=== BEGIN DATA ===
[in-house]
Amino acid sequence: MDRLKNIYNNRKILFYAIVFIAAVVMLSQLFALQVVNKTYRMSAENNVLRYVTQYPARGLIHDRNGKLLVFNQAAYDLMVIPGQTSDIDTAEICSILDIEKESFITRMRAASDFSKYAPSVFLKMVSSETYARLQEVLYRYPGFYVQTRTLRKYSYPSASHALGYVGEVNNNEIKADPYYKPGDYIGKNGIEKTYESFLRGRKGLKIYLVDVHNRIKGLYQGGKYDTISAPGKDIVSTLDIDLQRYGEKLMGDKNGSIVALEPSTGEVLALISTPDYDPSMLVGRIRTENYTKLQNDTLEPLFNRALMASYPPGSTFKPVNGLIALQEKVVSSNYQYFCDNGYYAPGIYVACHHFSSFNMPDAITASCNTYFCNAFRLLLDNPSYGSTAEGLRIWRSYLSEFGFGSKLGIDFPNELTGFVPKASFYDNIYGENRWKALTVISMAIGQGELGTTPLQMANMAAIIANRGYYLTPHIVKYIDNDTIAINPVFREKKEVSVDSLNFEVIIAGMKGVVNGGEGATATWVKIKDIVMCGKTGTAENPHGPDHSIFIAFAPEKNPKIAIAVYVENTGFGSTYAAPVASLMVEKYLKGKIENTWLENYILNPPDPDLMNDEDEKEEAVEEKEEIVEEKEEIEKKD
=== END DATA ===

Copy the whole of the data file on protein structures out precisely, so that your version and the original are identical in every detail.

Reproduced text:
[in-house]
Amino acid sequence: MDRLKNIYNNRKILFYAIVFIAAVVMLSQLFALQVVNKTYRMSAENNVLRYVTQYPARGLIHDRNGKLLVFNQAAYDLMVIPGQTSDIDTAEICSILDIEKESFITRMRAASDFSKYAPSVFLKMVSSETYARLQEVLYRYPGFYVQTRTLRKYSYPSASHALGYVGEVNNNEIKADPYYKPGDYIGKNGIEKTYESFLRGRKGLKIYLVDVHNRIKGLYQGGKYDTISAPGKDIVSTLDIDLQRYGEKLMGDKNGSIVALEPSTGEVLALISTPDYDPSMLVGRIRTENYTKLQNDTLEPLFNRALMASYPPGSTFKPVNGLIALQEKVVSSNYQYFCDNGYYAPGIYVACHHFSSFNMPDAITASCNTYFCNAFRLLLDNPSYGSTAEGLRIWRSYLSEFGFGSKLGIDFPNELTGFVPKASFYDNIYGENRWKALTVISMAIGQGELGTTPLQMANMAAIIANRGYYLTPHIVKYIDNDTIAINPVFREKKEVSVDSLNFEVIIAGMKGVVNGGEGATATWVKIKDIVMCGKTGTAENPHGPDHSIFIAFAPEKNPKIAIAVYVENTGFGSTYAAPVASLMVEKYLKGKIENTWLENYILNPPDPDLMNDEDEKEEAVEEKEEIVEEKEEIEKKD